57 review for At War on the Gothic Line: Fighting in Italy, 1944-45

  1. 5 out of 5

    Jonathan

    Very good WWII history on the war north of Rome.

  2. 4 out of 5

    Amy Pandit

    An interesting but flawed history of fighting in Italy in 1944-1945. For some reason, the author has chosen to focus on a few units which fought up the Italian peninsula -- the Maratha Light Infantry (Indian), the 442nd RCT (U.S. Japanese-Americans), the 92nd Division (African-Americans) and the Westminster Regiment (Canadian). Virtually nothing is said of the other mainline U.S. and British units which took part in the fighting. The author clearly wishes to emphasize the uniquely international An interesting but flawed history of fighting in Italy in 1944-1945. For some reason, the author has chosen to focus on a few units which fought up the Italian peninsula -- the Maratha Light Infantry (Indian), the 442nd RCT (U.S. Japanese-Americans), the 92nd Division (African-Americans) and the Westminster Regiment (Canadian). Virtually nothing is said of the other mainline U.S. and British units which took part in the fighting. The author clearly wishes to emphasize the uniquely international nature of the Allied troops that fought in Italy, which is fine, but concentrating on just a few units takes away from an understanding of the whole picture. The maps in the book are drawn by hand and look rather amateurish. They often lack much detail about terrain, which is crucial to understanding the fighting in Italy. Finally, the book is marred by poor editing. There are some sentences which aren't quite clear and more than a few typographical errors ("Acnona" instead of "Ancona," for one). There are also outright and inexcusable errors of fact. For example, the author places Fort Huachuca (which was famous during the Apache wars) in Mississippi instead of Arizona. He refers to the unit identifiers for U.S. companies in World War II as "Alpha, Baker, Charlie..." when they were in fact "Able, Baker, Charlie," something anyone with a modicum of knowledge about the U.S. military ought to know. ("Able" changed to "Alpha" and "Baker" to "Bravo" in 1956. "Charlie" is still "Charlie.") He places the Trieste Gap in southern Yugoslavia instead of northern Yugoslavia. All in all, a worthwhile read, but disappointing in some respects.

  3. 4 out of 5

    Thad Blaine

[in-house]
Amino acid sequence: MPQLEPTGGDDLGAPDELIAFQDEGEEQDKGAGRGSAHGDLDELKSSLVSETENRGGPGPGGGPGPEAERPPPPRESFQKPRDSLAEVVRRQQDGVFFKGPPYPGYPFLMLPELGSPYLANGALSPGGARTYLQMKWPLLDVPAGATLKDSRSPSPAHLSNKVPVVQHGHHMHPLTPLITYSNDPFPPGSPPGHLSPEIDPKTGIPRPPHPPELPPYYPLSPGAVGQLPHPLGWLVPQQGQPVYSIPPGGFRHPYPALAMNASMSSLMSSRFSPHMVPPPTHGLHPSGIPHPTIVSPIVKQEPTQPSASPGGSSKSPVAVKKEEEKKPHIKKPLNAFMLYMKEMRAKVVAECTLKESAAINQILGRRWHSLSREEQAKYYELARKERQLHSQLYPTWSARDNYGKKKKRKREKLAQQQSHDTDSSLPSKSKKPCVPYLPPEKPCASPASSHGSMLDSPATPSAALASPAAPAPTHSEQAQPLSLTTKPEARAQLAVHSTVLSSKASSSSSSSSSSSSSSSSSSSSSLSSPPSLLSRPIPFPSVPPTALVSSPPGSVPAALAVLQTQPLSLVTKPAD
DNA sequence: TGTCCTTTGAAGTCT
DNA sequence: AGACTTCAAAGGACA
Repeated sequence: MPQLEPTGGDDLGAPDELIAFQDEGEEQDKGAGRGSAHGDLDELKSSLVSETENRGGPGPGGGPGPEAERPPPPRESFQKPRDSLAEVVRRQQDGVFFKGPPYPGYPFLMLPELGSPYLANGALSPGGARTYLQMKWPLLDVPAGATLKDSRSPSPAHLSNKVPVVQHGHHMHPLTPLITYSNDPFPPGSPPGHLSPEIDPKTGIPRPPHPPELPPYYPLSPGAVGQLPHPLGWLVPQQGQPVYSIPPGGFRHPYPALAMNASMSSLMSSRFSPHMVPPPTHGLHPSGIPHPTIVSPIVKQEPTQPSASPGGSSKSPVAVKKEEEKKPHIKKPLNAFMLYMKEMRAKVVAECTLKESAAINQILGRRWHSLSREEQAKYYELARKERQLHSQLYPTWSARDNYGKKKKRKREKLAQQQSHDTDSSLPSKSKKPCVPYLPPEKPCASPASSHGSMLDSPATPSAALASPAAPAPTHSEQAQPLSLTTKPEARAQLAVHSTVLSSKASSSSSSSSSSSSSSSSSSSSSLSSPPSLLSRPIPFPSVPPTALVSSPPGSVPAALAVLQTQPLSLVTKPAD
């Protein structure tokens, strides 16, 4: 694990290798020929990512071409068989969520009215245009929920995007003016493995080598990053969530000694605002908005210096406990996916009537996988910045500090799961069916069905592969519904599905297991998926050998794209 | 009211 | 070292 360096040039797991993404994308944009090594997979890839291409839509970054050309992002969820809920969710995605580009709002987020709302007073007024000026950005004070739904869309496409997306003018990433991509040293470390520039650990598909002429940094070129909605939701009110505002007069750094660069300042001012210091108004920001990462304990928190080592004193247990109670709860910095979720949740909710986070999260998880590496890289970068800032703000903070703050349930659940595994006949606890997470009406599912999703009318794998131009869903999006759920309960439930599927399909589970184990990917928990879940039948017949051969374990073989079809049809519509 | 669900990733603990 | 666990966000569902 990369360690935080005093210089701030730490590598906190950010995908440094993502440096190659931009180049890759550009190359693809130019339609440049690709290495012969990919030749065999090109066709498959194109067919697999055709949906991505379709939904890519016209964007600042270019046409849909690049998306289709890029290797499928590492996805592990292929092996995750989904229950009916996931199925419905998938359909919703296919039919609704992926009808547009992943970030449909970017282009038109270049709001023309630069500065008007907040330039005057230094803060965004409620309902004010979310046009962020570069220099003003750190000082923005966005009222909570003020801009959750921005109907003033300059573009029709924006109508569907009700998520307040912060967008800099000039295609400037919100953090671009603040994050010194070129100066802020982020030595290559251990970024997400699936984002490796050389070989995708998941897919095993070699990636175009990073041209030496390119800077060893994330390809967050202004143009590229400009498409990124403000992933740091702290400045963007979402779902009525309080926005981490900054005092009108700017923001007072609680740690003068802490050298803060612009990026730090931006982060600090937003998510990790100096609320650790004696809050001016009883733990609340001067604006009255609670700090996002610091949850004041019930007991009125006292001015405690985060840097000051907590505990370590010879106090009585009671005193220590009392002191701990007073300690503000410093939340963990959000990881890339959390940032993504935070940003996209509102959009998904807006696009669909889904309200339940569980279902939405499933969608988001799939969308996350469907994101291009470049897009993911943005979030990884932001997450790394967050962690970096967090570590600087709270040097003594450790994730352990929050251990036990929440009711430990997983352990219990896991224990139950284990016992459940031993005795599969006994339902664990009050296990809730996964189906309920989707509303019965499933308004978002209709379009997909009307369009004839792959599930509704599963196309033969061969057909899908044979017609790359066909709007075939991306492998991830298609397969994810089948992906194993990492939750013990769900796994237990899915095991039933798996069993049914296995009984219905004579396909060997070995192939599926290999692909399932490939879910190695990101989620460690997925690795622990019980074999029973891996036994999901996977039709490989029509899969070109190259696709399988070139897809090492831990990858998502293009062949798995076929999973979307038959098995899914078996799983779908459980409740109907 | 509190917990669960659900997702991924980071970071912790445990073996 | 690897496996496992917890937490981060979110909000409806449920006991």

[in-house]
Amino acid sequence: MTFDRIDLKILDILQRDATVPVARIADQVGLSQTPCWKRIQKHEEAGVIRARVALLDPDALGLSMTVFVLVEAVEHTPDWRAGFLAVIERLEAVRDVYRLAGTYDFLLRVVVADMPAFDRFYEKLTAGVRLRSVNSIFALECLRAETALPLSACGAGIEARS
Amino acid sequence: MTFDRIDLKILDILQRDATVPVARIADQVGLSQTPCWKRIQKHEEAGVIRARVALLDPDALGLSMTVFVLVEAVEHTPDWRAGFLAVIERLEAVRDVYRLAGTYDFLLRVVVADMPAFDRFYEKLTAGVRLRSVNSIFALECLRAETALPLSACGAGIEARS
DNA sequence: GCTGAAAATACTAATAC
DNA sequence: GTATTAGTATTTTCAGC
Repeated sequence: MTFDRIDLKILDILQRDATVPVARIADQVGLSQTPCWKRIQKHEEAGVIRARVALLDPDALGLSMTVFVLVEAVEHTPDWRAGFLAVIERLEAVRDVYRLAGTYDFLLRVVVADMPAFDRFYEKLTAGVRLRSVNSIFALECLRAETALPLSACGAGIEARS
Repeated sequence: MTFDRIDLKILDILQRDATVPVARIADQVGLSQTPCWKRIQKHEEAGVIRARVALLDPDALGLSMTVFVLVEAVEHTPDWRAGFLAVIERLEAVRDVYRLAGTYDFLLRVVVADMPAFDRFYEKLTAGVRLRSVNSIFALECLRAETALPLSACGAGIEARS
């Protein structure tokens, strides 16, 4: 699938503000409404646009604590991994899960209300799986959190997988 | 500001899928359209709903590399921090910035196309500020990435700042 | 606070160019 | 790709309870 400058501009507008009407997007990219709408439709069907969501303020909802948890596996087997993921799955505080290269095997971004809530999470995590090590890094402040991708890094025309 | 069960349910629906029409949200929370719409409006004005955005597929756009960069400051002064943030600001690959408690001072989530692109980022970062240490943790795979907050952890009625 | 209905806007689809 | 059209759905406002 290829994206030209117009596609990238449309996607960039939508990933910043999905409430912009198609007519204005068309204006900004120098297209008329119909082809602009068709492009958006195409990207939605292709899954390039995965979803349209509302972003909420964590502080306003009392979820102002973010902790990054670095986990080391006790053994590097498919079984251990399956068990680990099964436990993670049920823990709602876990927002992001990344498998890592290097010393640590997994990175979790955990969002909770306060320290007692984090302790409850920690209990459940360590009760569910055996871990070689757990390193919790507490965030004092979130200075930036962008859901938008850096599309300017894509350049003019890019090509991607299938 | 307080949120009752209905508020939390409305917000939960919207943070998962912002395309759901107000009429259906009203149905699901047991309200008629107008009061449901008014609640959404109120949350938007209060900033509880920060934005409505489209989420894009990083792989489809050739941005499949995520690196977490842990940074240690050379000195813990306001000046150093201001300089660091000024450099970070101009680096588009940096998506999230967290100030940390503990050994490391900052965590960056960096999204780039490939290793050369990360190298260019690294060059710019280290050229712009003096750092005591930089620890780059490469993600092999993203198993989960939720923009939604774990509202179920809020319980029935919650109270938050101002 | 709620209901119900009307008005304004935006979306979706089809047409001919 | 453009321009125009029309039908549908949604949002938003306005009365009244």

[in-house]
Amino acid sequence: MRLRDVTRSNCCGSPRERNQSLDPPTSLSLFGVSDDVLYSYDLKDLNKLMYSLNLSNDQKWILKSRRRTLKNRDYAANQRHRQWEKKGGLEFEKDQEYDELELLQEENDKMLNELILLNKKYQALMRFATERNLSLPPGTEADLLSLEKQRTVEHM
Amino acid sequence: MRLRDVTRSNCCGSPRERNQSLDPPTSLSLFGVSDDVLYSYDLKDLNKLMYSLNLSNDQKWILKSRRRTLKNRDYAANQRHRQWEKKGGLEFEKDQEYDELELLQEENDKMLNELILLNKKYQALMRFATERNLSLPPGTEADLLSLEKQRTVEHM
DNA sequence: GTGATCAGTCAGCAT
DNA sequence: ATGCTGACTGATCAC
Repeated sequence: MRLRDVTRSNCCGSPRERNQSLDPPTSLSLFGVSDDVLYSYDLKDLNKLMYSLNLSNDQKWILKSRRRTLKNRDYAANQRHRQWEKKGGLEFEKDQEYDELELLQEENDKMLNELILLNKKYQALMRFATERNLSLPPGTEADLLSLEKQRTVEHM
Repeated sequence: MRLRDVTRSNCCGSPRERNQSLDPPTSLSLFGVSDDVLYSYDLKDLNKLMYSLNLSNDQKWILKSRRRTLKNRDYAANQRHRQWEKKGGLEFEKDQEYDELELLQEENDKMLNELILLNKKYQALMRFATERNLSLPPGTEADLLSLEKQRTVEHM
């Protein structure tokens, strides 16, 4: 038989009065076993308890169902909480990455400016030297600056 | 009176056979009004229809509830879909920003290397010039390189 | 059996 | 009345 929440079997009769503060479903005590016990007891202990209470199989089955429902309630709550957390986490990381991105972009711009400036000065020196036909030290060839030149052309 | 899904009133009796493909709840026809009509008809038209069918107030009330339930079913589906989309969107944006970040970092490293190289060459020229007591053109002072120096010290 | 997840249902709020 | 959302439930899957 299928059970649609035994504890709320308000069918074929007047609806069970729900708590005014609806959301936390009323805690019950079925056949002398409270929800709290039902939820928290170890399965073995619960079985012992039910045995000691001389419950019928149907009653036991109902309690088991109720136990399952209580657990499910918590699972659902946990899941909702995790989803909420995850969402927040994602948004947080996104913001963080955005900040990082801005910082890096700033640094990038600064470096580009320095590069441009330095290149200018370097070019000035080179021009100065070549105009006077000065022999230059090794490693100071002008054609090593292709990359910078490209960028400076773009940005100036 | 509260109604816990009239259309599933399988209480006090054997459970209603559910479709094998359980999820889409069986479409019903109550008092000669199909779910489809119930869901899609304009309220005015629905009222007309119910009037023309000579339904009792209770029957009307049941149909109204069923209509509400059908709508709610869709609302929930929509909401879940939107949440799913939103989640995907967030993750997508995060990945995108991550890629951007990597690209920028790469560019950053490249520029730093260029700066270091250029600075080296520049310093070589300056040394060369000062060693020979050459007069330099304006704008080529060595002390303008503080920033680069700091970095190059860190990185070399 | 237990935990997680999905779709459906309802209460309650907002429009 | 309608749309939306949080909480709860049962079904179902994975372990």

Jennings: "Operation Chrysler had parachuted into this volatile mix to establish a show of authority and liaison in the area in anticipation of an early German surrender. The mission was then changed to help the partisan units with parachute drops of arms and supplies." Wikipedia: "Originally, Mission Chrysler was to establish a show of authority and liaison in the area in anticipation of an early Axis capitulation. When this did not happen, the mission was changed to assist the partisan units wi Jennings: "Operation Chrysler had parachuted into this volatile mix to establish a show of authority and liaison in the area in anticipation of an early German surrender. The mission was then changed to help the partisan units with parachute drops of arms and supplies." Wikipedia: "Originally, Mission Chrysler was to establish a show of authority and liaison in the area in anticipation of an early Axis capitulation. When this did not happen, the mission was changed to assist the partisan units with arms and supplies." Jennings: "On December 2, Major Holahan sent Lieutenant Icardi to meet with the local Communist commander, Vincenzo Moscatelli, a partisan leader who operated in the mountains above the lake. This was arranged by a middleman who also wanted the arms drops funneled through him. The Communists, who made up three-quarters of the partisans in the Chrysler area, were supposed to receive equal allocations of the two arms drops, but they frequently stole weapons and equipment intended for rival groups." Wikipedia: "On December 2, 1944, Holohan sent Icardi to meet with the local communist commander, Vincenzo Moscatelli. This was reluctantly arranged by Aminta Migliari, aka Giorgio, who had wanted the arms drops funneled through him. Although Migliari proved to be treacherous, the OSS men had to rely on him for support. The communists, who made up about 75% of the partisans in the Chrysler area, were supposed to receive equal allocations of the two arms drops, but they frequently raided drops intended for rival groups."